Death sentence to Morsi will make everything worse
The death sentence given to Egypt’s toppled former president on May 16 is not only wrong, but also likely to make everything in the Middle East even worse.
Apart from the fact that the death sentence - which is irreversible regardless of mistakes - should have no place in modern legal systems, the sentence is wrong and likely to make everything worse for a few other reasons.
• Mohamad Morsi was the first elected leader of the 1,000-year-old Egyptian culture. The toppling of Morsi in 2013 through a coup led by his Defense Minister General Abdel Fettah el-Sisi, after only a year in power, already gave the wrong message to Egypt and all other Arab societies: That democratic rule through free elections was not for them.
• After toppling and putting Morsi behind bars and sentencing him to 20 years in jail on April 21 over the killing of protesters in 2012, he has now been sentenced to death over a prison break in 2011. His predecessor Hosni Mubarak had to resign due to the Tahrir protests in the same year. The impression is that Egypt’s courts are today functioning like a revenge tool for current President el-Sisi against his predecessor.
• Morsi’s election as Egypt’s president was a chance for the entire Arab world to achieve a normalization of political life and a moderation of radical political movements like the Muslim Brotherhood, to which Morsi belonged. Right after Morsi’s ousting from power and the Brotherhood’s denunciation as an outlawed group, the rise of terrorist actions by groups with links to al-Qaeda and the Islamic State of Iraq and the Levant (ISIL) became a matter of concern not only for Egypt but for the entire Middle East.
• It is almost like what happened in Turkey in 1960 repeated itself in Egypt in 2015. Back in 1960, the military, claiming support from certain opposition forces, toppled the elected government and executed the former Prime Minister Adnan Menderes, as well as his foreign and finance ministers. (This is why the Egypt case makes Turkish President Tayyip Erdoğan so nervous; he has emphasized that Morsi – like himself in 2014 - was elected with 52 percent of the votes.) The 1960 coup in Turkey ended up solving nothing, even for those who sympathized with it as an expression of an immature understanding of a fledgling democracy. It was followed by two more military coups in Turkey and played a role in the country’s lagging behind in democratic, social and economic terms; perhaps the main reason for Turkey’s non-integration with the European Union.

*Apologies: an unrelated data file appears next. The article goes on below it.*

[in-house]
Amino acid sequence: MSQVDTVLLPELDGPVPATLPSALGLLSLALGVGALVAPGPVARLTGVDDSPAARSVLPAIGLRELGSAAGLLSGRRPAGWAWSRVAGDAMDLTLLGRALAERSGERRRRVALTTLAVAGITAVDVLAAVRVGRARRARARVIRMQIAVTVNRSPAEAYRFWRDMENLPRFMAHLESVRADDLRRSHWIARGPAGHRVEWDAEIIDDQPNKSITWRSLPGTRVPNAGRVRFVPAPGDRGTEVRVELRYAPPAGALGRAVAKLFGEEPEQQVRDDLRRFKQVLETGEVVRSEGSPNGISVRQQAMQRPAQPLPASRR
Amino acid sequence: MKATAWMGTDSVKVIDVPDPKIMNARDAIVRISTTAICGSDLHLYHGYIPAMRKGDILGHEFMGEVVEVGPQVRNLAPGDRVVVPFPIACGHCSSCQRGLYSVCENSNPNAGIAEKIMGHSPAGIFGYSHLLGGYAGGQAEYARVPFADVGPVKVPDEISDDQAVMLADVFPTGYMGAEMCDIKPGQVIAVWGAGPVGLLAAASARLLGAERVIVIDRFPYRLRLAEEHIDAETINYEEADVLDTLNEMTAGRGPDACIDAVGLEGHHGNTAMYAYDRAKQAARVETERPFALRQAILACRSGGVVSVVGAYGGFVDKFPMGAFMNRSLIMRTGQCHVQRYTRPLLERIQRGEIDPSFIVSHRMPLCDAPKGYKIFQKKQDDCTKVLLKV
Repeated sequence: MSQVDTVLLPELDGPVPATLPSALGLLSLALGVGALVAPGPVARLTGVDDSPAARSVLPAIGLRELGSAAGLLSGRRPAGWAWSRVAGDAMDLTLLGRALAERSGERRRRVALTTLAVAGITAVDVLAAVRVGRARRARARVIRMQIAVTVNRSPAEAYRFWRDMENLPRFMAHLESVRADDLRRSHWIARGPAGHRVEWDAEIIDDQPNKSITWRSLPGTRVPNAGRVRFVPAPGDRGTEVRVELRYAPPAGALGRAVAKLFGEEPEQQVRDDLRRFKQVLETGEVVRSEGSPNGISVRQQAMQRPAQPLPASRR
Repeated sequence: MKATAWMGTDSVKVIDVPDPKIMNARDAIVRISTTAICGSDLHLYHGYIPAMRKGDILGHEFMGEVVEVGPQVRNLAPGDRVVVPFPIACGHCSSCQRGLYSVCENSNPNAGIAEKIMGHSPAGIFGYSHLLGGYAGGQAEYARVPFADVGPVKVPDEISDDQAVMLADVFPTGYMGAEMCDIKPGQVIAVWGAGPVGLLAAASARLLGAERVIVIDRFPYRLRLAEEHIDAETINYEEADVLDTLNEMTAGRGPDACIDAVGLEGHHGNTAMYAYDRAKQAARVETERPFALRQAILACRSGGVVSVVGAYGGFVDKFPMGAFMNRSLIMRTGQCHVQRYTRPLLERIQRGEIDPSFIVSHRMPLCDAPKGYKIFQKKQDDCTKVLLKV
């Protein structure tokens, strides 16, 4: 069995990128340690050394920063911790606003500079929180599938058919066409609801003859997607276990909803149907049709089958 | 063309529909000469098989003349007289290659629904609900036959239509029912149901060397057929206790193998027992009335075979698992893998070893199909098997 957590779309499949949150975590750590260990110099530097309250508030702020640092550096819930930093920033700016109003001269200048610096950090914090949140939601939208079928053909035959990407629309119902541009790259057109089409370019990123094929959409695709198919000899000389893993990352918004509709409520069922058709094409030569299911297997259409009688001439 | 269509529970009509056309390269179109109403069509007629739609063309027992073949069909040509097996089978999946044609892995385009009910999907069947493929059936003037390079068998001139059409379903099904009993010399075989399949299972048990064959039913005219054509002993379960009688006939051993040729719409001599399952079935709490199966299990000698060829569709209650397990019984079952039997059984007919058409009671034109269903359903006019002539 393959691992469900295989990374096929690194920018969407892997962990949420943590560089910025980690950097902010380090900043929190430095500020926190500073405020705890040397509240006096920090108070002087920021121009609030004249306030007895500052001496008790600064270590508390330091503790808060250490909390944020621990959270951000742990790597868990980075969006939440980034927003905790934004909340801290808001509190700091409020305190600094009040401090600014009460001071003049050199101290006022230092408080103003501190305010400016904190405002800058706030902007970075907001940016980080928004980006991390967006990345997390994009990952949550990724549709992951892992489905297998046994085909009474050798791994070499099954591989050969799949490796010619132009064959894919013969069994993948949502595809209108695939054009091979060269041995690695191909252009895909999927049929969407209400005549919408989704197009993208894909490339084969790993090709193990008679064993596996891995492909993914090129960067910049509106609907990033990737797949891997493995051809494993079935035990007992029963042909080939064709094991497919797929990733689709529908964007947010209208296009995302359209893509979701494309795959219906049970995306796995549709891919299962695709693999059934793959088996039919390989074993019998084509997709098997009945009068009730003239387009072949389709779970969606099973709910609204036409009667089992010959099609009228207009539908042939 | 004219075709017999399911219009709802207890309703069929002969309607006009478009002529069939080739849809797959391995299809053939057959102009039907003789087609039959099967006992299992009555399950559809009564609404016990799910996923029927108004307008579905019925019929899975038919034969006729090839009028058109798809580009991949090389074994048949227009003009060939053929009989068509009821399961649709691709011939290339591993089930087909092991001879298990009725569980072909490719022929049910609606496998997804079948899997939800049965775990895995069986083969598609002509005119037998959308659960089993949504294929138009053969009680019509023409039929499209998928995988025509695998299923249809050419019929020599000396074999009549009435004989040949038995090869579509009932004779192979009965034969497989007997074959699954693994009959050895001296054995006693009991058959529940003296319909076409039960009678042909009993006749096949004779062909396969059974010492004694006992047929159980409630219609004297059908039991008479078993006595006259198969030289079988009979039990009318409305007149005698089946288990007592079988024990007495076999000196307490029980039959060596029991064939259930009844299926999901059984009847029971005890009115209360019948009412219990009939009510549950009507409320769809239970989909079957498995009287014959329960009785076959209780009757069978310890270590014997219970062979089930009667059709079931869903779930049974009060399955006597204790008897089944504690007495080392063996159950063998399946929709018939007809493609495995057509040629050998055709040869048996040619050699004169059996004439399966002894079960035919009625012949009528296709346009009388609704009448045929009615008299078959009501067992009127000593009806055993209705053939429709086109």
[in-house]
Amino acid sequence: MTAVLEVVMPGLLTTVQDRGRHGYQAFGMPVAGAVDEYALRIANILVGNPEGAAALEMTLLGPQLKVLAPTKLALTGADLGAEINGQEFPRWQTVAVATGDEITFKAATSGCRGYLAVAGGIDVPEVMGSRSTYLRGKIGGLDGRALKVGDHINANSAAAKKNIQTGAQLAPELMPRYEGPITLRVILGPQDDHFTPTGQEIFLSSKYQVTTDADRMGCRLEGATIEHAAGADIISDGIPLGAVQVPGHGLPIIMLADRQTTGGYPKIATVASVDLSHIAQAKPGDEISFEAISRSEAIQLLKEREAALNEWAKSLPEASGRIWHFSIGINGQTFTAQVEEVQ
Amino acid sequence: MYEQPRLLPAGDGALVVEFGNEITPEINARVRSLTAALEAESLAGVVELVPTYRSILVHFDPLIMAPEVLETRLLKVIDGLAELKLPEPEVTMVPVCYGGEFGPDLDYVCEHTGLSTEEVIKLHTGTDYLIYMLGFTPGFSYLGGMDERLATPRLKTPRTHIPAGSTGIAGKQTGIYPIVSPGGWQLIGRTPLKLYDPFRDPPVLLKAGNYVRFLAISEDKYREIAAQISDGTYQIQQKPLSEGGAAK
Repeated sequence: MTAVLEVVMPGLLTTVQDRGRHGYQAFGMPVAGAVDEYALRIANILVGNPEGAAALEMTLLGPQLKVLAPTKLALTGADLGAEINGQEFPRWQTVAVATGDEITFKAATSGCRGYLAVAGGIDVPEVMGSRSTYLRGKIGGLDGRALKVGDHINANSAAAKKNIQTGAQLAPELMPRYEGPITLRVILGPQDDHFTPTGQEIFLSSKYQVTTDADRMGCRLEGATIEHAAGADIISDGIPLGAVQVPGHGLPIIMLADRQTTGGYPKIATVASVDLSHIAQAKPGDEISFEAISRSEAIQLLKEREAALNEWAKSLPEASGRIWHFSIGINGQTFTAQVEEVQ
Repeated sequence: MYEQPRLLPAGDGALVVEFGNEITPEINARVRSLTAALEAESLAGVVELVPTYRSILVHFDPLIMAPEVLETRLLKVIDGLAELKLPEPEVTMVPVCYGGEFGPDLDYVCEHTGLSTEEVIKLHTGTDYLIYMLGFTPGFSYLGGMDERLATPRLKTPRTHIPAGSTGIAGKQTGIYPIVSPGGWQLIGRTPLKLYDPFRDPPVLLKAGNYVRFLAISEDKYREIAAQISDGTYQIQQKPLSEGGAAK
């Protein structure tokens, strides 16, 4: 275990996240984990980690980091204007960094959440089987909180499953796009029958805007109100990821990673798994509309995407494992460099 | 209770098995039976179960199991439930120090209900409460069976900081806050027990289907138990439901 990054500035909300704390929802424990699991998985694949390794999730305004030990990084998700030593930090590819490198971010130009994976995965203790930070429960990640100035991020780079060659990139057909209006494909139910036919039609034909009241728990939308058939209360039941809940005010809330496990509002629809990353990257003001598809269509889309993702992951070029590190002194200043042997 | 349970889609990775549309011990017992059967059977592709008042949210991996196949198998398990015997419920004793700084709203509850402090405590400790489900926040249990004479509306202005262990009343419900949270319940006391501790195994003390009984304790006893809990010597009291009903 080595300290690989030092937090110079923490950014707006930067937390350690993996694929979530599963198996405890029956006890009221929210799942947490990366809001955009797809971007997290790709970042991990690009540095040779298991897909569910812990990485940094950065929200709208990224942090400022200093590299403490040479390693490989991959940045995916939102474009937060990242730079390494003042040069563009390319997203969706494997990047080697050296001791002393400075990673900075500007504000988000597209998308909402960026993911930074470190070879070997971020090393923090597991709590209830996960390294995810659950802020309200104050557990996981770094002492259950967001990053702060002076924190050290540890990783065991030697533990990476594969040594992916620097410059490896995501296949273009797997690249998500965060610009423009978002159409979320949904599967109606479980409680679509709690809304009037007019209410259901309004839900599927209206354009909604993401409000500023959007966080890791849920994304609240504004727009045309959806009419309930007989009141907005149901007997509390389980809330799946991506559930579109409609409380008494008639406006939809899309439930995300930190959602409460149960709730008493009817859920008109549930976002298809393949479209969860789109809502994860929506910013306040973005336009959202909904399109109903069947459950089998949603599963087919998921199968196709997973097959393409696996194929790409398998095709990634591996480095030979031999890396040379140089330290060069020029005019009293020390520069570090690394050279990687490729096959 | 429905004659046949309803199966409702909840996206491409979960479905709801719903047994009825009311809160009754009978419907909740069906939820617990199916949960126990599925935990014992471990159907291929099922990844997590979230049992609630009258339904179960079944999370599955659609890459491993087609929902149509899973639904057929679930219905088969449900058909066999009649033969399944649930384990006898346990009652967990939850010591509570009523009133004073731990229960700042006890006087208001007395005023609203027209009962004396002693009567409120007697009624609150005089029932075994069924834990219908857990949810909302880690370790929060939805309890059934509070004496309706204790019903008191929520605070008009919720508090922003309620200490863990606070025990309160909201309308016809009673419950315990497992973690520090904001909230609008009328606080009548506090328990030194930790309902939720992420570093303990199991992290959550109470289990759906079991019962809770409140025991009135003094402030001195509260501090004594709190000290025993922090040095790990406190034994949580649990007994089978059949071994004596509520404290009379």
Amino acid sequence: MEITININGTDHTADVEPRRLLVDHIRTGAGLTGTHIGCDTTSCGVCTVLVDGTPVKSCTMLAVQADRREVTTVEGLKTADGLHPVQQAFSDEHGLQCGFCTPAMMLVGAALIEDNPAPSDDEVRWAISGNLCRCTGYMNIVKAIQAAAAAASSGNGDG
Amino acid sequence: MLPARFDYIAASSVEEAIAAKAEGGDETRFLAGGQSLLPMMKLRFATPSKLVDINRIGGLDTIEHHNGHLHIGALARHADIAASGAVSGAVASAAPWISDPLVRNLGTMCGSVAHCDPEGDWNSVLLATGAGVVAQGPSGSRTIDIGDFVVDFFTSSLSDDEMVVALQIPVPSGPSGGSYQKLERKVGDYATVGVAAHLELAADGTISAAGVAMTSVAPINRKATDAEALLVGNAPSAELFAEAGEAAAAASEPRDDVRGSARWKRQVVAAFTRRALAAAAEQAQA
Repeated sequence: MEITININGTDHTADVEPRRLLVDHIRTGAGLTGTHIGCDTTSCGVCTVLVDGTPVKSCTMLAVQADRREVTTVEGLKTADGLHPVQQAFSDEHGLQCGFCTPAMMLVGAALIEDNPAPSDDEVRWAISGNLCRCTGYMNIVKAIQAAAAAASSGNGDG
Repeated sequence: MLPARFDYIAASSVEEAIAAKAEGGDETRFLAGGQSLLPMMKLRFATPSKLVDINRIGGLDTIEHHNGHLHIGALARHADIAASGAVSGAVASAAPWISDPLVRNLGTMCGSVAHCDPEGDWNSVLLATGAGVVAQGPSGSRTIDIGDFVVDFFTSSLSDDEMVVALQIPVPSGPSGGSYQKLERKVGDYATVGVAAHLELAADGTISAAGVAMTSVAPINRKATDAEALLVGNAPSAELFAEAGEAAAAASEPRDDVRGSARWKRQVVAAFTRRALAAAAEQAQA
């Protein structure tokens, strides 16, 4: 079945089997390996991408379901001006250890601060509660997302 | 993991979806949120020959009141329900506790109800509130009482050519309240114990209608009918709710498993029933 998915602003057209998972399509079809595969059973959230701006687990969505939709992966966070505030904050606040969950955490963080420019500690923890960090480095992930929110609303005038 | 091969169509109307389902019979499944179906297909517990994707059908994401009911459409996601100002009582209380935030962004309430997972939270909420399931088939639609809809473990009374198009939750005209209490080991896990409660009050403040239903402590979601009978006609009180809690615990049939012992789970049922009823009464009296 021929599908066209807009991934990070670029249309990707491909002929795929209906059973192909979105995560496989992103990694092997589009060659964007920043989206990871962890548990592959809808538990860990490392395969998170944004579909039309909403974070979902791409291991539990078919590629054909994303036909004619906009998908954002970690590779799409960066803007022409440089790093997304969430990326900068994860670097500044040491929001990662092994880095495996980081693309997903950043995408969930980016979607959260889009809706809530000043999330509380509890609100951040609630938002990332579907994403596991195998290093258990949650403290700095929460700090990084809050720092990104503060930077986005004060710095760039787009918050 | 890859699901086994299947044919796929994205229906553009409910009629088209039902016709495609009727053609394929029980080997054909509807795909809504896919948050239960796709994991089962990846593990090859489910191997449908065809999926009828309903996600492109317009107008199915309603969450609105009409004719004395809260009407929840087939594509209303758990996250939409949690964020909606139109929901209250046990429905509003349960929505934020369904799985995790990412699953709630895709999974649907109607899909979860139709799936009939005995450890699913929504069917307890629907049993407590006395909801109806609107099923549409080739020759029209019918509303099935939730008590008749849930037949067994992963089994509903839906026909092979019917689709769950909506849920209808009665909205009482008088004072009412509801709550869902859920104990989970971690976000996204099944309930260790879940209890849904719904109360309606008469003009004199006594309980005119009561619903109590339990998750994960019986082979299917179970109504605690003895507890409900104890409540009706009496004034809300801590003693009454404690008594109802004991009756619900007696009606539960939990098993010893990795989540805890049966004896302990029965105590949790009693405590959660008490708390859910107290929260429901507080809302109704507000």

• Equally tragic is the silent approval of what has been happening in Egypt by the West. The U.S. State Department issued a clichéd “deeply concerned” statement and, as of Sunday evening, no official statement had been made by the EU. In fact, the Standard & Poor’s (S&P) rating agency upgraded Egypt’s economic outlook to “positive,” though it is not clear whether the el-Sisi regime will even be able to pay civil servants’ next salaries. The encouragement by the West of all the wrongdoings of a leading Arab government gives all possible wrong signals to others: Bow before your Western-backed rulers.
It is obvious that what has been happening in Egypt is not independent of what has been happening in the greater Middle East for some time, also part of the greater picture of nuclear talks with Iran and Washington’s outreach to Tehran, partly to decrease pressure on Israel. It is no coincidence that Morsi’s steps for reconciliation with Iran made Saudi Arabia uncomfortable, which was one of the motivating forces behind el-Sisi’s toppling of him.
To turn a blind eye to the wrongdoings of Egypt could be in the interests of the U.S. and the EU today, but in the long run it might turn into another nightmare - as in the cases of Afghanistan, Iraq and now Syria.